'Safe' Ebola made for research5th February 2008
Researchers in the United States have geneticially engineered a strain of the Ebola virus which is safer to study under laboratory conditions without fear of causing a deadly outbreak.
The new strain could speed up the development of effective vaccines against the disease, which currently has no treatments or cure.
The research team at University of Wisconsin-Madison disarmed Ebola by confining it to a set of specialised cells.
In a report on their work published in the Proceedings of the National Academy of Sciences, lead author Yoshihiro Kawaoka, a professor of pathobiological sciences at the US-based University of Wisconsin-Madison School of Veterinary Medicine, said the altered version of Ebola did not grow in any normal cells.
Currently, Ebola can only be studied under the toughest biosafety protocol, known as Level 4. Only a handful of laboratories in the world are able to comply with these conditions, severely hampering research into the deadly disease.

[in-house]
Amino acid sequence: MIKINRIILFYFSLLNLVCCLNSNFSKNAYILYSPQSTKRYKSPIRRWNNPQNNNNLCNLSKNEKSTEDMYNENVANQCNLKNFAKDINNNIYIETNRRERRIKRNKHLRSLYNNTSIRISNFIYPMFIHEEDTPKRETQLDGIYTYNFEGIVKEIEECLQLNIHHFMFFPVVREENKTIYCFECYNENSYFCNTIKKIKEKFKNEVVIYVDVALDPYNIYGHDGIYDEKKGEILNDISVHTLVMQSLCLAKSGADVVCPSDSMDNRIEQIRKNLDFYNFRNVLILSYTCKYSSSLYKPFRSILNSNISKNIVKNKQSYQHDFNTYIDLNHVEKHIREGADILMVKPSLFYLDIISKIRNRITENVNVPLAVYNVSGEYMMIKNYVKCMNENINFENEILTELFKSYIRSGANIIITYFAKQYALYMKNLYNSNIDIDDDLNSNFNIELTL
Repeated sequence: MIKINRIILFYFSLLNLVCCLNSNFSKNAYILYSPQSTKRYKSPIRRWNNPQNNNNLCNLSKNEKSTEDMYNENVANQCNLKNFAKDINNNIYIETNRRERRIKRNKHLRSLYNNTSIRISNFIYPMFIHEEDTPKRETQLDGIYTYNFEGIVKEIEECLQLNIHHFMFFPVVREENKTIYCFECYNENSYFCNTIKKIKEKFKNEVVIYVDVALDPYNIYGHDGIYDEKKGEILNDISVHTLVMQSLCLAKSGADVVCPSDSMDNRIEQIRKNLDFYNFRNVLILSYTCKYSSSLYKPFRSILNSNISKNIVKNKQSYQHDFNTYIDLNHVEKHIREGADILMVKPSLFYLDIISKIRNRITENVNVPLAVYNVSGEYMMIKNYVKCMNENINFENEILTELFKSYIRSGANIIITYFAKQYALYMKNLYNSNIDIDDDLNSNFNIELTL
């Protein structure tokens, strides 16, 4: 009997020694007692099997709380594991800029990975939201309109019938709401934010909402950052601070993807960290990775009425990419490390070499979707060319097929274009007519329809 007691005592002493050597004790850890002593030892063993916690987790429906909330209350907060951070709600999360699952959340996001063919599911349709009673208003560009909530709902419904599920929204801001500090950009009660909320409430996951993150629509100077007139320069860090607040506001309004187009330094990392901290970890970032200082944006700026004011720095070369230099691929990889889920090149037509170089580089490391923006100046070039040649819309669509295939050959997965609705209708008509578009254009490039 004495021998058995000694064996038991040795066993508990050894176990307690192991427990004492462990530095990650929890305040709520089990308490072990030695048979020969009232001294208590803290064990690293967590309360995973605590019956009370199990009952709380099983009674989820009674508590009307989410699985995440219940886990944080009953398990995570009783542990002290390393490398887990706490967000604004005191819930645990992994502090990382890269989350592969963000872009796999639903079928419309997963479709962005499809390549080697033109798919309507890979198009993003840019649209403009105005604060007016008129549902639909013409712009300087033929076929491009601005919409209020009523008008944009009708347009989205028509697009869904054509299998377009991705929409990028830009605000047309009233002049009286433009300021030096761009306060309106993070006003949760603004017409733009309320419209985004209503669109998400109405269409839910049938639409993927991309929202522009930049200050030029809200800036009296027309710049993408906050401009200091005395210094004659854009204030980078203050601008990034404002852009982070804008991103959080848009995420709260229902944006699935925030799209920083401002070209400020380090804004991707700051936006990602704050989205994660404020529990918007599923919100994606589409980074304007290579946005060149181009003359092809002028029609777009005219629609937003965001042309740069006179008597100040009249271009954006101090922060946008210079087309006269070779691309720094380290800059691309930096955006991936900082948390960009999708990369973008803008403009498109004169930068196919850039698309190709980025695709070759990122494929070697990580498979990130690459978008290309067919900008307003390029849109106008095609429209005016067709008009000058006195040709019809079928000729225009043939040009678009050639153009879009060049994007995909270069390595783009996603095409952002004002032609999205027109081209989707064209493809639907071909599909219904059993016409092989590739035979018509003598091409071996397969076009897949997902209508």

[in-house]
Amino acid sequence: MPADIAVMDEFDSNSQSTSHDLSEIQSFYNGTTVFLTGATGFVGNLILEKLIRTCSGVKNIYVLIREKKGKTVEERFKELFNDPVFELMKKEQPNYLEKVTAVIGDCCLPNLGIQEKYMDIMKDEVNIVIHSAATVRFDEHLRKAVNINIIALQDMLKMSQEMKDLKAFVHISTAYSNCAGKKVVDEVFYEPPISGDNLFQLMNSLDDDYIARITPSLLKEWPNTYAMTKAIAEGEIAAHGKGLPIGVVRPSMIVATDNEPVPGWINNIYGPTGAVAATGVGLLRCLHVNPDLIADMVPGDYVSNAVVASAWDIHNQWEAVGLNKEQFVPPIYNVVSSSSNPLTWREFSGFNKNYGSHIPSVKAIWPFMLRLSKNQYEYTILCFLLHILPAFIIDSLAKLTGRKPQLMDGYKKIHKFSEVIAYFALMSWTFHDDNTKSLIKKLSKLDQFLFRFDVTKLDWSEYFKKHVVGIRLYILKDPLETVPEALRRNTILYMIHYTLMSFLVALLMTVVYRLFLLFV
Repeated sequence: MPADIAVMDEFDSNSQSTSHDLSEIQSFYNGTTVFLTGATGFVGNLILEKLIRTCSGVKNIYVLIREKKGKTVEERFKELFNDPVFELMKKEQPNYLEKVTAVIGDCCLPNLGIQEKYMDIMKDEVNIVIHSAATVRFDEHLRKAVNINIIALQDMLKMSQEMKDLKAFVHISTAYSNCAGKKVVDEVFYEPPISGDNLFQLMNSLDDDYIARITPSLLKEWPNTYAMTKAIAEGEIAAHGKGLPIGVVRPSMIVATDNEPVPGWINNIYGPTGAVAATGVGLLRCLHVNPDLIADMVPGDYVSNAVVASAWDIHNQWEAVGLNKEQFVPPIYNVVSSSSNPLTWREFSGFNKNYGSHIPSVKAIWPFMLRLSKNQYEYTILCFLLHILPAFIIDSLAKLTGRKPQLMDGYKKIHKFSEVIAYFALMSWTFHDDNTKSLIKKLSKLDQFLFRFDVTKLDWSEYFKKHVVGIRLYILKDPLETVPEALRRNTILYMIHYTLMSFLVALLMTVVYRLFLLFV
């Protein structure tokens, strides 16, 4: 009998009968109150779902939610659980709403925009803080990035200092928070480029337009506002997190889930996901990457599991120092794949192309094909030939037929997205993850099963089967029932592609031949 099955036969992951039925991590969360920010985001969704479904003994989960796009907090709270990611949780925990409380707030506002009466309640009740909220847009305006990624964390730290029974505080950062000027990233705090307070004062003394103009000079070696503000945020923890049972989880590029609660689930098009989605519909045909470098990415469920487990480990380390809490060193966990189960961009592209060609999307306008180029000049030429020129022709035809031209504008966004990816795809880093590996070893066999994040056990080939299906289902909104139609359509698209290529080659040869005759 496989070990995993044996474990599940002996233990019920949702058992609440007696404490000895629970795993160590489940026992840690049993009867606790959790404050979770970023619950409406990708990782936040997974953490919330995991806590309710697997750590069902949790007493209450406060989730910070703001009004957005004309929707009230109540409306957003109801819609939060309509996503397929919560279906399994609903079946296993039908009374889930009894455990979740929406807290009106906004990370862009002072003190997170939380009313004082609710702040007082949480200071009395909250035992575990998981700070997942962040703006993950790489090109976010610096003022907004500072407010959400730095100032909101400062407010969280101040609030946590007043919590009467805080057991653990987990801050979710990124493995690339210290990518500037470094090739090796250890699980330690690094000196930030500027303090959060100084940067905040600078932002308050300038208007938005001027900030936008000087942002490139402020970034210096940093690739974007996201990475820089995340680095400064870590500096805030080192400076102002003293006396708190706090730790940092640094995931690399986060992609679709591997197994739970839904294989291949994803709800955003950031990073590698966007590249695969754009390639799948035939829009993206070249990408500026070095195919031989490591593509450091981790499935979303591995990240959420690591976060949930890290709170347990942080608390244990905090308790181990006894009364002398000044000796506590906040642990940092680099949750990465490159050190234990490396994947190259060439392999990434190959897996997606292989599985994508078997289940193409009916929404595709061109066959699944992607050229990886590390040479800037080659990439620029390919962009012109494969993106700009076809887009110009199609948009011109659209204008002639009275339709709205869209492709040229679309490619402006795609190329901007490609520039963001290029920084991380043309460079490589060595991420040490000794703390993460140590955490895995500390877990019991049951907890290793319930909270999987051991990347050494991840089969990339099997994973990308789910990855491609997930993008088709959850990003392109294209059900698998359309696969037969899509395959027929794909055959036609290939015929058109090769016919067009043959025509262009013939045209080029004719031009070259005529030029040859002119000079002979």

The researchers engineered Ebola without its VP30 gene, which enables it to take hold and grow within host cells.
Instead, the altered form of Ebola can only grow in specially engineered cells which produce the VP30 protein. In all other respects, it is identical to the unaltered version.
Students of basic biology, vaccine developers and technicians screening for anti-viral compounds will be able to use the safe version of Ebola now, according to Kawaoka.
The strain used was one found in Zaire. A separate strain was identified in an outbreak in Uganda last year, according to the World Health Organisation (WHO).
Experts said the research could speed up the development of treatments for Ebola, although they pointed to a continuing need for further safety testing in living primates before the altered virus could be given the all-clear.
A WHO spokesman welcomed the development, saying he hoped it would increase the possibilities for learning more about Ebola and improve the chances of finding an appropriate antiviral treatment or vaccine.
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